It’s not quite the same thing as building a play from phonetic clicks and pops.
No, it isn’t. I’m struggling with what’s interesting about having music in this play at all. It sometimes feels excessive in that the music doesn’t help us learn more about the characters or the story, as it would in opera, or musical comedy, or Kabuki.
So how do you enter, as a composer, into a play like this?
The one element that has become for me the conceptual jumping off point is that Rafael is toying with B-Horror movie conceits: scary wind, creaking doors, screams. And the play basically adds up to a string of red herrings, both plotwise and style-wise. It’s ultimately not a scary play, like Anne Washburn’s Apparition. So it’s interesting to think how the music can play a similar game, constantly suggesting something is about to happen when nothing actually does.
It’s also been interesting to think about what composers come up with to create this sense of impending doom. And how these gestures, like the violins in Bernard Herrmann’s score for Psycho or the doublebasses in John Williams’ score for Jaws, or even the celesta in Berg’s Wozzeck, are perceived, almost immediately, as arrows pointing to the action.
It’s a pretty traditional way of thinking about music in the theatre or film, as an underscore…
It gets into that most horrible of locations that music is sequestered to in theater and film: supporting (I would say mindlessly supporting) the action on screen or on stage. “Mood music.” Is it romantic? Then I will write “romantic” music. Is it scary? Then I will write “scary” music.
What’s offensive about this particular relationship between music and narrative is that the composer often uses sounds or ideas that “represent” these moods and emotions. It’s like shorthand. Minor chords mean “sad.” Major chords mean “happy.” The sound of swelling strings represents “yearning.” Atonality produces an emotional association of “eerie and weird.” Choral voices are “otherworldly and spooky.” Blech! It always feels aggressive to me because it’s making you feel one way or another, in lockstep with the story. Music should open up the ideas of the play, not mimic them. Anyway, I’m beating a dead horse, aren’t I?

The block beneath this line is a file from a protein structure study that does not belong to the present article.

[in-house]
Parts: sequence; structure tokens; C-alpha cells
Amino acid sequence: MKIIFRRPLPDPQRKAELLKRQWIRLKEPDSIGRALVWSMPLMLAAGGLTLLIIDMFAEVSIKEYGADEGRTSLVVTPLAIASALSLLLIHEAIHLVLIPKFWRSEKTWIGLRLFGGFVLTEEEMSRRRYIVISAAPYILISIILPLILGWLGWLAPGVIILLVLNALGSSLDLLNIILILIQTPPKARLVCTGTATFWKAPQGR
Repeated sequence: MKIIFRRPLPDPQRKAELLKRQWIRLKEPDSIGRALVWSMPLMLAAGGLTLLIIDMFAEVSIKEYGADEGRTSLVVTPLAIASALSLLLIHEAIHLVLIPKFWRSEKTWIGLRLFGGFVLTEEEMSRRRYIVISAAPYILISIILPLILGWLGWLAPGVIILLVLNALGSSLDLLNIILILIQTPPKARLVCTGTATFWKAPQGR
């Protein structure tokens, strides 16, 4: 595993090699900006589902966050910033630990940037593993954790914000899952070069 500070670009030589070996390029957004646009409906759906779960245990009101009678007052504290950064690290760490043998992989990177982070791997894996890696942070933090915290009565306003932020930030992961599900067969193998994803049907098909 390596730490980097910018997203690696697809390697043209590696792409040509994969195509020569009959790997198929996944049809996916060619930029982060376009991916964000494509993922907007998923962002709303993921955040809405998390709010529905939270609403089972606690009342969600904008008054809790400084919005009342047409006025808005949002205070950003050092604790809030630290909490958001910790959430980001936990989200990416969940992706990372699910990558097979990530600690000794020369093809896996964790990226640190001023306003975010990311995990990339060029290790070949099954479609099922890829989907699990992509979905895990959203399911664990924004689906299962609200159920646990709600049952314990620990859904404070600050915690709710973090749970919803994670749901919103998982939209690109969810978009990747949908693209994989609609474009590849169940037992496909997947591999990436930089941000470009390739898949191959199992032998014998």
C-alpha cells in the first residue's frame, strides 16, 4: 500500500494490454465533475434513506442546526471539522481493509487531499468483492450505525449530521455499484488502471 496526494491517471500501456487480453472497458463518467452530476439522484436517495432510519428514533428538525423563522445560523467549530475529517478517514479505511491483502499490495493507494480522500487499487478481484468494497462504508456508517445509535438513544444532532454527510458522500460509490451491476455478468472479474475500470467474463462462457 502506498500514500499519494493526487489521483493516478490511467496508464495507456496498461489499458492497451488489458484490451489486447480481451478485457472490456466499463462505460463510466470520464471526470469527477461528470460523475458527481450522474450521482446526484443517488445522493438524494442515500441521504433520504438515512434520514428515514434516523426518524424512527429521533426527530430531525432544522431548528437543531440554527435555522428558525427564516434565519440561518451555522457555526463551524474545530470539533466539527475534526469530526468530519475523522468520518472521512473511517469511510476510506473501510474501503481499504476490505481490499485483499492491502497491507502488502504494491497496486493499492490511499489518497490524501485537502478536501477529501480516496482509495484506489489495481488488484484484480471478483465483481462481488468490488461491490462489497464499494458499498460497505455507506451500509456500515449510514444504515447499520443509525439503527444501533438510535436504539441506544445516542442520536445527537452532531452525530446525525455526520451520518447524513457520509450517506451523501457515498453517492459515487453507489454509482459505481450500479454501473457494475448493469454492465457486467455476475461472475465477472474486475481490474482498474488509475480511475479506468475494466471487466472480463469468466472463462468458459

But if you’re a composer working in what we can call “straight” theatre, to differentiate it from opera or musical comedy, you’re considered a marginal part of the production, at least as most audiences think of it. It can easily be dismissed as incidental, can’t it? It’s even often called “incidental music.”
Well, that’s what I’m constantly trying to deal with: how to write music that is exactly what I would write for a concert that simultaneously “works” for the play. Sometimes we choose a project that has a built-in function for music and I can run with it (like the Kabuki stuff) and sometimes I bump up against that “incidental music” thing where you have to deal with very basic restrictions—like the music can’t be too loud when the actors speak and scene changes need to be “filled in”—I have trouble with those restrictions. Ask Brooke.
Along with Brooke and the performers you have an additional set of collaborators: you have fellow musicians, too, who are integral to your work.
I get excited by working with musicians who are amazing note-readers and also great free improvisers. There aren’t too many of those, but almost all the musicians I work with have that background. Sam Hillmer [the Two-headed Calf’s sax player and music director], for instance, has played with an incredible variety of musicians—from Joe Manieri to Christian Wolff to The Dirty Projectors&mdashand he brings that experience to my scores. I often ask the musicians to navigate between normal notation and box sets, pitch sets, graphic notation, and sometimes just written instructions (for instance, “OPEN,” “frantic,” “ppp”—that’s a common one, you’ll hear it in the Drum of the Waves) and different chance operations.
In those chance-based scenarios the challenge is to keep the scene together but to encourage the actors to really hear what’s going on around them and interact with the sound and with each other. We did this in a scene in The Mother where the characters are all coked up. The musicians had sets of musical gestures but could play them at any time in any order. It was really exciting because every time was different. But that’s why theater is great. Because it always changes.
Brendan Connelly is co-artistic director and composer of the Theatre of a Two-headed Calf. His score for Major Barbara won a New York Innovative Theater Award for Outstanding Score. His other credits as sound designer/composer include MedeaMachine, The Balcony, and Romola & Nijinsky. Brendan’s recent compositions include MaskMeanBundle (to be premiered in February by TimeTable Percussion), Thousands Came Back to Factories and Signal 3 (performed at the Dartmouth New Music Series). Brendan is currently pursuing his MFA at Bard College.